Skin And Umbilical Metastasis In Carcinoma Ovary - A Rare Presentation
P Shukla, D Gupta, J verma, S Bisht, M Pant, N Husain, D Mishra
ovarian carcinoma, skin metastasis, umbilical metastasis
P Shukla, D Gupta, J verma, S Bisht, M Pant, N Husain, D Mishra. Skin And Umbilical Metastasis In Carcinoma Ovary - A Rare Presentation. The Internet Journal of Oncology. 2008 Volume 6 Number 2.
We report the case of ovarian carcinoma with skin and umbilical metastasis in a thirty year old female. The CT scan abdomen showed right ovarian mass with anterior abdominal wall metastasis . The CT guided FNAC from the ovarian mass showed adenocarcinoma. FNAC from umbilical and skin metastasis also showed adenocarcinoma.Because of the unresectability of the mass, the patient was put on taxol based chemotherapy which she took for two cycles and then expired.
Ovarian cancer, a disease of “older women” occurs primarily in postmenopausal women, with a peak incidence from 50 through 70 years of age. The disease is relatively uncommon before 40 years of age. Metastasis occurs primarily through lymphatic and hematogenous pathways. A metastatic malignancy of the umbilicus commonly termed “Sister Mary Joseph nodule” is a rare occurrence. Metastasis to skin is still rarer, the reported incidence being 3%.
We report a cytologically proven case of adenocarcinoma ovary in a young female with skin and umbilical metastasis .
A thirty year old female presented to our OPD in October 2007 with the history of vague gastrointestinal complaints of dyspepsia, nausea and constipation for the past three months and a progressively increasing abdominal swelling for the past one month. She had developed a nodule in the epigastric area ten days back and another nodule in periumbilical area a week back.
On examination, the abdomen was distended and tense. Fluid thrill could be elicited. Bilateral inguinal lymphadenopathy was present. There was presence of umbilical hernia along with a nodule present over it discharging a serosanguinous fluid.
An ulcerated nodule was presented in the epigastric area which was also discharging a serosanguinous fluid.(fig1)
The CT scan abdomen (fig2) showed bilateral very large solid-cystic heterogeneously enhancing abdomino-pelvic lesions extending from bilateral adnexal regions to the abdomen. These lesions were abutting-involving the fundus & posterior wall of uterus and also abutting the superior part of urinary bladder with focal loss of intervening fat planes.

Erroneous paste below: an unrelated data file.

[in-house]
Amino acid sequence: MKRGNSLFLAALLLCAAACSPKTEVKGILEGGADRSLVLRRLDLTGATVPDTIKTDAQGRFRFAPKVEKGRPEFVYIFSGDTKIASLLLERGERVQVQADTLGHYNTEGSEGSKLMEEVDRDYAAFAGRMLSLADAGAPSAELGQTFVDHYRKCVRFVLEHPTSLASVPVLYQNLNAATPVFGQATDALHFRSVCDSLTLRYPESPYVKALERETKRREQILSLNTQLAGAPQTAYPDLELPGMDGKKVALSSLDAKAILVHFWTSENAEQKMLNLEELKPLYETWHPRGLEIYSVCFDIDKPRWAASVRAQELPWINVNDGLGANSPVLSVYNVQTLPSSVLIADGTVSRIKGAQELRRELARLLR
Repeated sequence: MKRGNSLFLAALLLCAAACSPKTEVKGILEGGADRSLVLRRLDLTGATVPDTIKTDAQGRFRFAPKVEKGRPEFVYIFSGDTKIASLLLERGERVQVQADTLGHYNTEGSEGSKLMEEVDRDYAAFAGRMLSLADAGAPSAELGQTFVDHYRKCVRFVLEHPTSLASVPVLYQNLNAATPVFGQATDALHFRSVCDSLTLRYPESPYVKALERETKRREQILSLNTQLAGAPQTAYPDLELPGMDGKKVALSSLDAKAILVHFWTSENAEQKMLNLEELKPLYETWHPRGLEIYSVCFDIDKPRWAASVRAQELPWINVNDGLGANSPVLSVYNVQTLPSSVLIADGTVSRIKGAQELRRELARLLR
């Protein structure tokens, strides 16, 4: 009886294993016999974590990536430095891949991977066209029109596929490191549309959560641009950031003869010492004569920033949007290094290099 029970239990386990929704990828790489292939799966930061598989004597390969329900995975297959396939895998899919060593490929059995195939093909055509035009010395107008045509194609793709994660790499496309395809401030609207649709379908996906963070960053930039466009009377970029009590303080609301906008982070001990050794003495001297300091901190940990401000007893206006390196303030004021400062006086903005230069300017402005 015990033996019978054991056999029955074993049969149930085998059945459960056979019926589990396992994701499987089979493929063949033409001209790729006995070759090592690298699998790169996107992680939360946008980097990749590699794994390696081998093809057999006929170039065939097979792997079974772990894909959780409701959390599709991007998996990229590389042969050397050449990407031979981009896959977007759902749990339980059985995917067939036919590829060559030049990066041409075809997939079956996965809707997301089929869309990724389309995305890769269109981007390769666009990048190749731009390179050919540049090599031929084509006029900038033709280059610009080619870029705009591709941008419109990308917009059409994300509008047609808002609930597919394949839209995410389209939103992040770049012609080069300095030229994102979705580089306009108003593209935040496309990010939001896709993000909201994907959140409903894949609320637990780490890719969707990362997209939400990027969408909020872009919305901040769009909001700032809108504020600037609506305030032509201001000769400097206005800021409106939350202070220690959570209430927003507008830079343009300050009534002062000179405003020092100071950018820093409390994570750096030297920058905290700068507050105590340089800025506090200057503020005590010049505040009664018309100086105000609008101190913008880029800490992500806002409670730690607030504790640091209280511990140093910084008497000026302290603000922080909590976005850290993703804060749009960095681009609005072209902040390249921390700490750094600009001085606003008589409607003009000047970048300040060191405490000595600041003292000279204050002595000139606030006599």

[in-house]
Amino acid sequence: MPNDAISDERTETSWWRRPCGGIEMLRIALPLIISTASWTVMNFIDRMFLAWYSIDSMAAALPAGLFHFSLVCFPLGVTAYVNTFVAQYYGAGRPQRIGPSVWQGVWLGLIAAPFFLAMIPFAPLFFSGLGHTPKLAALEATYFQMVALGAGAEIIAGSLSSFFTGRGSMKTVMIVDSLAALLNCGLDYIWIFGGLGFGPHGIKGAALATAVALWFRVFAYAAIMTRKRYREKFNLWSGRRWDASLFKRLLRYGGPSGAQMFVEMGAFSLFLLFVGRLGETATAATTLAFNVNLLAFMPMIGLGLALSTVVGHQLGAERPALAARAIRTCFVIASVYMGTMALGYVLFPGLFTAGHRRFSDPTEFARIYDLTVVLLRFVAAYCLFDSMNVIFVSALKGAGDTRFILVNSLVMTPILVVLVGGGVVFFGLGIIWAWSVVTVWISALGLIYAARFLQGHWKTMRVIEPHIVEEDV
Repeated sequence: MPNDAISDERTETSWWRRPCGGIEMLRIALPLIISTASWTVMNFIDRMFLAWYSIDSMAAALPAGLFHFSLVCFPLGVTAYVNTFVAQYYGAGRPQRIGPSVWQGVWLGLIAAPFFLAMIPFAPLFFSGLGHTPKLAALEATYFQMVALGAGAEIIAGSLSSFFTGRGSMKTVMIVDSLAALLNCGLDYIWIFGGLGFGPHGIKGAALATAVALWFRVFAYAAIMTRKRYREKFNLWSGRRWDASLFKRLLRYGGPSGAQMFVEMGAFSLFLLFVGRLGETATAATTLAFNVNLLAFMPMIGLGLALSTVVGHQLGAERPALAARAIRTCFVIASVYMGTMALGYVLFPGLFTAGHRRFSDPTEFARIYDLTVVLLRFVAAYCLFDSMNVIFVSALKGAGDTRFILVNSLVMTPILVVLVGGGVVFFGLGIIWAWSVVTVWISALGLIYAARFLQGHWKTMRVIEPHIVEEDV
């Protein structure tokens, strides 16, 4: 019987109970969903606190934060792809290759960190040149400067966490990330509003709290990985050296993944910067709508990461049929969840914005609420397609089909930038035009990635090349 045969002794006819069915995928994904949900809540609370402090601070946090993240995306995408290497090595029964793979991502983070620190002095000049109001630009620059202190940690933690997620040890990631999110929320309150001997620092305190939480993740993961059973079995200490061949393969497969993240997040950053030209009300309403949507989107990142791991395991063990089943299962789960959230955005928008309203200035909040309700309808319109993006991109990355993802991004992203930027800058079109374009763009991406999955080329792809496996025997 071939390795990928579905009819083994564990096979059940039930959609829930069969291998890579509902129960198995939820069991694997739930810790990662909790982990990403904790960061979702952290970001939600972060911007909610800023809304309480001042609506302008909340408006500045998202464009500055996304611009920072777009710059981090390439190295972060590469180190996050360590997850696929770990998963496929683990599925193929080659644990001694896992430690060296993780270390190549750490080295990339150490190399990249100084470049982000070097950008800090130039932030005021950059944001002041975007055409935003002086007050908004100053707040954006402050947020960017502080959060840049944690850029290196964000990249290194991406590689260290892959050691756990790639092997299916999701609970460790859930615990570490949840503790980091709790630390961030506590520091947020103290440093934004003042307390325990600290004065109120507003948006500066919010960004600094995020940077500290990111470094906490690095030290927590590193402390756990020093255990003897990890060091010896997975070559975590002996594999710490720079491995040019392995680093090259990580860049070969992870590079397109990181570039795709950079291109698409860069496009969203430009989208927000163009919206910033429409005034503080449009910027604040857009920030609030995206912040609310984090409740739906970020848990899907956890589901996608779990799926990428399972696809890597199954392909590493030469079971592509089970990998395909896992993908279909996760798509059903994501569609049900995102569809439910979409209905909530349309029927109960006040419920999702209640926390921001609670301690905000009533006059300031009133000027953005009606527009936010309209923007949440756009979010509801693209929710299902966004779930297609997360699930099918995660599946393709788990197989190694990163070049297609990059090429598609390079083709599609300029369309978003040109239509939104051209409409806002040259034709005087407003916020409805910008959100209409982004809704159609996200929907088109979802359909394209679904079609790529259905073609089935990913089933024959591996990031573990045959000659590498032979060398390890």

Multiple small to medium sized hypodense heterogeneously enhancing lesions were seen in both lobes of liver. Anterior abdominal wall deposits were present. There was presence of retroperitoneal, diaphragmatic and bilateral inguinal lymphadenopathy along with ascites.
CT guided FNAC from right ovarian solid cystic mass showed loosely cohesive ball-like clusters, acini and singly dispersed atypical cells on a proteinaceous background. Some of the clusters showed papillary disposition. The tumor cells displayed marked pleomorphism, high nucleocytoplasmic ratio, scant to moderate amount of pale cytoplasm, ill-defined cell borders, round to irregular nuclei, open chromatin and prominent nucleoli. Mucin was present extracellularly as well as intracellularly. Binucleated and bizarre tumor cells were also present. The above features were indicative of an adenocarcinoma of the ovary. (fig 3)
FNAC from skin and umbilical nodule showed atypical cells disposed in discohesive sheets and clusters and having similar morphology as the primary ovarian adenocarcinoma. (Fig 4) Her CA-125 was 377.9u/ml. X-ray chest was normal.
Surgical resection was not possible due to the extensive local spread. In view of the fact that the primary tumour was not resectable and skin metastases was present, the patient was put on chemotherapy. She was planned for Taxol based chemotherapy, which she took for two cycles and then expired.
We report this case as a rarity of occurrence of adenocarcinoma ovary in a young female and also for the presence of skin and umbilical metastasis.
A periumblical nodule ( Sister Mary Joseph nodule) is mostly suggestive of an abdominal malignancy . In about 75% of cases ,the histological type is adenocarcinoma , and is most rarely epidermoid, undifferentiated or carcinoid. In over 55% of cases, the origin is from the digestive tract. Gynecological origin is the second most common etiology, with ovarian cancer being the most common(34% of cases).[2,3] This is usually associated with poor prognosis. Average survival after discovery is about 10 to 11 months. The interval time between diagnosis of ovarian cancer and documentation of cutaneous involvement is the most important prognostic factor associated with survival.